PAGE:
Androgyny - the combination of masculine and feminine characteristics. Gender ambiguity may be found in fashion, gender identity, sexual identity, or sexual lifestyle.

Fatal - something leading to death, failure, destruction, etc. Woolf brings up (not explicitly, but it's definitely a thread throughout the piece) the word "fatal" four times in the beginning sentences of the last paragraph (904). It's in regards to how we as a society regard sex, sexuality, gender, and beyond by boxing someone in and forcing works to define itself as such.

Anon - the abbreviation of anonymous often used by those who don't want to assign a name to their work. Woolf said, "I would venture to guess that Anon, who wrote so many poems without signing them, was often a woman" (898).

Key Quotations Edit

"She cried out that marriage was hateful to her, and for that she was severely beaten by her father. Then he ceased to scold her. He begged her instead not to hurt him, not to shame him in this matter of her marriage" (897). "Yet genius of a sort must have existed among women as it must have existed among the working classes" (898).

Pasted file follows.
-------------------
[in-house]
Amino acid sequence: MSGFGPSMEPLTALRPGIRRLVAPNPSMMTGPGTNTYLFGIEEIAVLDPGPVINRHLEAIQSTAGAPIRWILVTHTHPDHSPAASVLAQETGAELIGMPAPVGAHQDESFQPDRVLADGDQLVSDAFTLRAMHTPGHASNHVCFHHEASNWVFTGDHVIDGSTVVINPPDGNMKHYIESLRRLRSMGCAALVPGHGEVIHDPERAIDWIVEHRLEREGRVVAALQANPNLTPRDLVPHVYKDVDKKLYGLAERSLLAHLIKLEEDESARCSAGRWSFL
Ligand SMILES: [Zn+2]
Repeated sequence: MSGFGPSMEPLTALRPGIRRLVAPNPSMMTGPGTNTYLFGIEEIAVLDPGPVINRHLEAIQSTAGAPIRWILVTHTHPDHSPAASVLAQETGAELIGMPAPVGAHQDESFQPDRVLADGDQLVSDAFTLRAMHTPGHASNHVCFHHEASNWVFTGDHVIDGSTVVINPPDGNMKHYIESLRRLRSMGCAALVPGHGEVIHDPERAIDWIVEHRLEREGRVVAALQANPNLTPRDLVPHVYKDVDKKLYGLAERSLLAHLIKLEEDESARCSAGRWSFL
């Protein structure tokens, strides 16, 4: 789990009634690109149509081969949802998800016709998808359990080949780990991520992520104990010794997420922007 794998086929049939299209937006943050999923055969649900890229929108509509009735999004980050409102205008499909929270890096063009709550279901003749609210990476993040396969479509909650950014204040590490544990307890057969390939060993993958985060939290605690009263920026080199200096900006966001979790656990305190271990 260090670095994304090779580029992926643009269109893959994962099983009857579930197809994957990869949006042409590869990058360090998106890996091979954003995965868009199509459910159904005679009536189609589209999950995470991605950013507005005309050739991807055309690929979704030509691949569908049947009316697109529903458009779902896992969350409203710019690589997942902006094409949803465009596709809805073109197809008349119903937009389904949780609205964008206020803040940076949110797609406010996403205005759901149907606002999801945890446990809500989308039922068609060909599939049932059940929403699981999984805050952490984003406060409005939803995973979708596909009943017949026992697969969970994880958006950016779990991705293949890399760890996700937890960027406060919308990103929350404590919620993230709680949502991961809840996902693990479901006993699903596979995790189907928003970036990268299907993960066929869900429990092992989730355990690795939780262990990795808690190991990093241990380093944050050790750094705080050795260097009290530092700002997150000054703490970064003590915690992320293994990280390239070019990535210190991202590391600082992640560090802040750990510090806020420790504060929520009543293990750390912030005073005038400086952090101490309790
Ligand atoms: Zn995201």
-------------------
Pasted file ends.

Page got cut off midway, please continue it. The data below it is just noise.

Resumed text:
"When, however, one reads of a witch being ducked, or a woman possessed by devils, of a wise woman selling herbs, or even a very remarkable man who had a mother, then I think we are on the track of a lost novelist, a suppressed poet, of some mute and inglorious Jane Austen, some Emily Bronte who dashed her brains out on the moor or mopped and mowed about the highways crazed with the torture that her gift had put on her" (898).

"Indeed, I would venture to guess that Anon, who wrote so many poems without signing them, was often a woman." (898)

"[A]ny woman born with a great gift in the sixteenth century would certainly have gone crazed, shot herself, or ended her days in some lonely cottage outside the village, half witch, half lizard, feared and mocked at. For it needs little skill in psychology to be sure that a highly gifted girl who had tried to use her gift for poetry would have been so thwarted and hindered by other people, so tortured and pulled asunder by her own contrary instincts, that she must have lost her health and sanity to a certainty" (pg. 898).